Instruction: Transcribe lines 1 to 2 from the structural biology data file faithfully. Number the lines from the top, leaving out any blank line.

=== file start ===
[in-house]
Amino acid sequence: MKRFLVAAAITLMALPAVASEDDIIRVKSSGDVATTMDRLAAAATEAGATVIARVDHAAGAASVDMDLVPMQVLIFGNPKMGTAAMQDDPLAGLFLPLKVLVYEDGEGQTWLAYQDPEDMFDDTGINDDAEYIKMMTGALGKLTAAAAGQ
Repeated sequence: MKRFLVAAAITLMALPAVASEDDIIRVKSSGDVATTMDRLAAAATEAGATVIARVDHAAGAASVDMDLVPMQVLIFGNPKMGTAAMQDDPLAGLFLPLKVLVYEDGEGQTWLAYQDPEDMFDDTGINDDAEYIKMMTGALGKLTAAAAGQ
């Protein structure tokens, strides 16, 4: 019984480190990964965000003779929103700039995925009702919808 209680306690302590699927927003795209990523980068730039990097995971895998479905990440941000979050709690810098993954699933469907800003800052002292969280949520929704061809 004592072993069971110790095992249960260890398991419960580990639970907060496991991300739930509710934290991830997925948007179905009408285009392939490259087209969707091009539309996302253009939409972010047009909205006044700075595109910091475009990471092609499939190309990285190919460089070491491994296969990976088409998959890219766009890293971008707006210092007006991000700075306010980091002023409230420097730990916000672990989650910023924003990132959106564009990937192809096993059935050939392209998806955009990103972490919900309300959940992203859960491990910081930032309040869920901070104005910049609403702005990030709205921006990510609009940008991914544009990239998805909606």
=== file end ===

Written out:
[in-house]
Amino acid sequence: MKRFLVAAAITLMALPAVASEDDIIRVKSSGDVATTMDRLAAAATEAGATVIARVDHAAGAASVDMDLVPMQVLIFGNPKMGTAAMQDDPLAGLFLPLKVLVYEDGEGQTWLAYQDPEDMFDDTGINDDAEYIKMMTGALGKLTAAAAGQ